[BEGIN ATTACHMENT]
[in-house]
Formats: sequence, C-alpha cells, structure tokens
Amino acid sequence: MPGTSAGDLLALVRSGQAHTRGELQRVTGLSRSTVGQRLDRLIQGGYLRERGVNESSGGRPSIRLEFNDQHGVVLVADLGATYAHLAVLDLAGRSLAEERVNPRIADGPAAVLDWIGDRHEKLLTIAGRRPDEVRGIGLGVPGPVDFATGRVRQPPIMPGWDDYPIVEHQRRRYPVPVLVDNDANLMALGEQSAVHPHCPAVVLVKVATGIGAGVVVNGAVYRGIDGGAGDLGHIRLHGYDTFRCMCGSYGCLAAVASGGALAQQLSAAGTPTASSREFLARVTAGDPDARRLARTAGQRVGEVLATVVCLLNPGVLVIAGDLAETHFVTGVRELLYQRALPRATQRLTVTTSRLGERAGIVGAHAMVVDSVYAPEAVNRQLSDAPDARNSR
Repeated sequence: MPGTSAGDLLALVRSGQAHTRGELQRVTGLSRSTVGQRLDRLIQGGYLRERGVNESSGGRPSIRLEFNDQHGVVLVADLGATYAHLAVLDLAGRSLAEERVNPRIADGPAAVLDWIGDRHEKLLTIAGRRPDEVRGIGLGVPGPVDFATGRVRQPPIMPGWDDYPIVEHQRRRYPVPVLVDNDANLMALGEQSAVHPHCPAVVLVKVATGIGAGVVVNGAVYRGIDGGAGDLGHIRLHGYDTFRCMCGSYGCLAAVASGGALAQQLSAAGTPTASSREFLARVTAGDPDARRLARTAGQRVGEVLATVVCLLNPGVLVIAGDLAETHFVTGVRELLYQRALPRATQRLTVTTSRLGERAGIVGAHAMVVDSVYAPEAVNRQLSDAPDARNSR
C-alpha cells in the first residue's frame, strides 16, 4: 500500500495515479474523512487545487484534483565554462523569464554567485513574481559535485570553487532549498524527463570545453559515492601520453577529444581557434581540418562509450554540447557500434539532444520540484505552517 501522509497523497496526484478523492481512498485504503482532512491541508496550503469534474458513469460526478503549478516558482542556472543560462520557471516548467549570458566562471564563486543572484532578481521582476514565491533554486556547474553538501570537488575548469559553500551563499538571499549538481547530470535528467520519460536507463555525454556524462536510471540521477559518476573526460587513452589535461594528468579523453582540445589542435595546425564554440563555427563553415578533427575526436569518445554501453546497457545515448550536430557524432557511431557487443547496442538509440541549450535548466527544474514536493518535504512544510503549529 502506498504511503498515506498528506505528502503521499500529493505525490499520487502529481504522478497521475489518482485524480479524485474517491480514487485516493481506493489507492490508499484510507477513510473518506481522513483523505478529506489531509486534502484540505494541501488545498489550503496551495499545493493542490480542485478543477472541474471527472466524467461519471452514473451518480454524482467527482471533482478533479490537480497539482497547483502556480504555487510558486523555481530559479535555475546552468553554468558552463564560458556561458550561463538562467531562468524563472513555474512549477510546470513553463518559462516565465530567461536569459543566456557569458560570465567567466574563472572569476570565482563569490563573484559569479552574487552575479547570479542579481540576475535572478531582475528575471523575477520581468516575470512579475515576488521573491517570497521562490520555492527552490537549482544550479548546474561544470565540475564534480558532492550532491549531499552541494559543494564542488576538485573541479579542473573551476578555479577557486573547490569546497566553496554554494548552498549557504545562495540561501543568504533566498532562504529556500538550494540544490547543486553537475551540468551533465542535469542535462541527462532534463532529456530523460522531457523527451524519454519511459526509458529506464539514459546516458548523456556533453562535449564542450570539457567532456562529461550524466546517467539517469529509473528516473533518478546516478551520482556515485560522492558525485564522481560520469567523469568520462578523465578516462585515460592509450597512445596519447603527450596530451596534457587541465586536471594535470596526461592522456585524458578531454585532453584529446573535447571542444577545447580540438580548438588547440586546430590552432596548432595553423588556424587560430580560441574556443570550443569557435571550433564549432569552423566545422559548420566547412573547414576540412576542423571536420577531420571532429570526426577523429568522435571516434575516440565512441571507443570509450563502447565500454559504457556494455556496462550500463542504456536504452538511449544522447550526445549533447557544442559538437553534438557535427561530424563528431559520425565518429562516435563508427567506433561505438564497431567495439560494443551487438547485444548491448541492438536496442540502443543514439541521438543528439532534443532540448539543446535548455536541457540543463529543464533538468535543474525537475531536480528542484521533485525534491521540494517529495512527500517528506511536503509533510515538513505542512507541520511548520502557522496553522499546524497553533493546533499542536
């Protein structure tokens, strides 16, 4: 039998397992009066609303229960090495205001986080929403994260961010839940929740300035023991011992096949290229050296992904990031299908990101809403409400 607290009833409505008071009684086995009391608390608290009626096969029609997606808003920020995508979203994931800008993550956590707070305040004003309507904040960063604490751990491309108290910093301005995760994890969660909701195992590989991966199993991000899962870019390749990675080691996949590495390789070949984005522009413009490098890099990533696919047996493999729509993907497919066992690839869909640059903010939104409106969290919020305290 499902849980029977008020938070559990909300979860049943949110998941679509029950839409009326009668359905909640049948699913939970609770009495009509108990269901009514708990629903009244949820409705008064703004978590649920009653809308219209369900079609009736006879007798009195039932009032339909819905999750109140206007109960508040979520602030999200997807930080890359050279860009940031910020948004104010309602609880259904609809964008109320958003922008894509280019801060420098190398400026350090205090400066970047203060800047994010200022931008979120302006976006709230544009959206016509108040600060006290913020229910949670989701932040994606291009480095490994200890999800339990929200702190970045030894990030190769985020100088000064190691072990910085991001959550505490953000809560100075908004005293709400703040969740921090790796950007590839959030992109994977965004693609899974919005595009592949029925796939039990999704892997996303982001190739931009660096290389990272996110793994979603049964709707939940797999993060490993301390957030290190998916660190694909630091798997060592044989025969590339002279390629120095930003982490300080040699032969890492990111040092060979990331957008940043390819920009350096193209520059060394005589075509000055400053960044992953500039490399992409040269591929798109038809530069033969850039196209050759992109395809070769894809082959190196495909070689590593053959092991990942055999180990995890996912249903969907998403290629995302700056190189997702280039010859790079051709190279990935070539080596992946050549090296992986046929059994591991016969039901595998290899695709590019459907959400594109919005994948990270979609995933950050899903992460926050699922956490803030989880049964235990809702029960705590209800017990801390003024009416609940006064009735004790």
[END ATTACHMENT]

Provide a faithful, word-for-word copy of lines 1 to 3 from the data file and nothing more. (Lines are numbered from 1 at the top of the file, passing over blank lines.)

[in-house]
Formats: sequence, C-alpha cells, structure tokens
Amino acid sequence: MPGTSAGDLLALVRSGQAHTRGELQRVTGLSRSTVGQRLDRLIQGGYLRERGVNESSGGRPSIRLEFNDQHGVVLVADLGATYAHLAVLDLAGRSLAEERVNPRIADGPAAVLDWIGDRHEKLLTIAGRRPDEVRGIGLGVPGPVDFATGRVRQPPIMPGWDDYPIVEHQRRRYPVPVLVDNDANLMALGEQSAVHPHCPAVVLVKVATGIGAGVVVNGAVYRGIDGGAGDLGHIRLHGYDTFRCMCGSYGCLAAVASGGALAQQLSAAGTPTASSREFLARVTAGDPDARRLARTAGQRVGEVLATVVCLLNPGVLVIAGDLAETHFVTGVRELLYQRALPRATQRLTVTTSRLGERAGIVGAHAMVVDSVYAPEAVNRQLSDAPDARNSR